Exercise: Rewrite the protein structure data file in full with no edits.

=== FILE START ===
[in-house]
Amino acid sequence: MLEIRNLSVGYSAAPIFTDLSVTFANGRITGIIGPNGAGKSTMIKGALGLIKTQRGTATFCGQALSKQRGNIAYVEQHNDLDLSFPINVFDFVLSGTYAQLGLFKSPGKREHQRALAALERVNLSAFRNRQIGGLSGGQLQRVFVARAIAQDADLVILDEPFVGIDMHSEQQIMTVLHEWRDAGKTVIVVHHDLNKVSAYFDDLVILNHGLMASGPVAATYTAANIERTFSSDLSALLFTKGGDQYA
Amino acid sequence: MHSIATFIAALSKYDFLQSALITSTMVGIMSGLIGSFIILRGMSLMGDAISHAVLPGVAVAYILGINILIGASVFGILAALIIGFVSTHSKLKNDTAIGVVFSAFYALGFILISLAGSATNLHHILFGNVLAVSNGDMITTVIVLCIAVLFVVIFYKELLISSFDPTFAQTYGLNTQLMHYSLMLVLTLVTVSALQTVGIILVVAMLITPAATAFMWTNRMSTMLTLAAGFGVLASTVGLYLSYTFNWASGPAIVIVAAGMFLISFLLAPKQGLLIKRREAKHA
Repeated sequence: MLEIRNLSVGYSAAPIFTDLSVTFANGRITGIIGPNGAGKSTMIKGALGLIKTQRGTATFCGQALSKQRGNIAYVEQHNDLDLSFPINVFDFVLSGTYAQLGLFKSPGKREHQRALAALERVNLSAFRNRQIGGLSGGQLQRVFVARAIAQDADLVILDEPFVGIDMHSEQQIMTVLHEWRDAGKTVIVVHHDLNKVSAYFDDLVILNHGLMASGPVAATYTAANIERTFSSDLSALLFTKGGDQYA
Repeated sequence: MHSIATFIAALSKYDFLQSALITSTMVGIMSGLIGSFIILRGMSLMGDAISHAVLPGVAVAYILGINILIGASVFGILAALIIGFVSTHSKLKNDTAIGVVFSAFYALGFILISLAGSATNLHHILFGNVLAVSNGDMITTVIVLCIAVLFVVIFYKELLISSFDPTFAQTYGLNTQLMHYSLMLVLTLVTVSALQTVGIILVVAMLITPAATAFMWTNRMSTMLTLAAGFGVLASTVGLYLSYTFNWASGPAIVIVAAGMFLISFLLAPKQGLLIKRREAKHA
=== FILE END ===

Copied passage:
[in-house]
Amino acid sequence: MLEIRNLSVGYSAAPIFTDLSVTFANGRITGIIGPNGAGKSTMIKGALGLIKTQRGTATFCGQALSKQRGNIAYVEQHNDLDLSFPINVFDFVLSGTYAQLGLFKSPGKREHQRALAALERVNLSAFRNRQIGGLSGGQLQRVFVARAIAQDADLVILDEPFVGIDMHSEQQIMTVLHEWRDAGKTVIVVHHDLNKVSAYFDDLVILNHGLMASGPVAATYTAANIERTFSSDLSALLFTKGGDQYA
Amino acid sequence: MHSIATFIAALSKYDFLQSALITSTMVGIMSGLIGSFIILRGMSLMGDAISHAVLPGVAVAYILGINILIGASVFGILAALIIGFVSTHSKLKNDTAIGVVFSAFYALGFILISLAGSATNLHHILFGNVLAVSNGDMITTVIVLCIAVLFVVIFYKELLISSFDPTFAQTYGLNTQLMHYSLMLVLTLVTVSALQTVGIILVVAMLITPAATAFMWTNRMSTMLTLAAGFGVLASTVGLYLSYTFNWASGPAIVIVAAGMFLISFLLAPKQGLLIKRREAKHA
Repeated sequence: MLEIRNLSVGYSAAPIFTDLSVTFANGRITGIIGPNGAGKSTMIKGALGLIKTQRGTATFCGQALSKQRGNIAYVEQHNDLDLSFPINVFDFVLSGTYAQLGLFKSPGKREHQRALAALERVNLSAFRNRQIGGLSGGQLQRVFVARAIAQDADLVILDEPFVGIDMHSEQQIMTVLHEWRDAGKTVIVVHHDLNKVSAYFDDLVILNHGLMASGPVAATYTAANIERTFSSDLSALLFTKGGDQYA
Repeated sequence: MHSIATFIAALSKYDFLQSALITSTMVGIMSGLIGSFIILRGMSLMGDAISHAVLPGVAVAYILGINILIGASVFGILAALIIGFVSTHSKLKNDTAIGVVFSAFYALGFILISLAGSATNLHHILFGNVLAVSNGDMITTVIVLCIAVLFVVIFYKELLISSFDPTFAQTYGLNTQLMHYSLMLVLTLVTVSALQTVGIILVVAMLITPAATAFMWTNRMSTMLTLAAGFGVLASTVGLYLSYTFNWASGPAIVIVAAGMFLISFLLAPKQGLLIKRREAKHA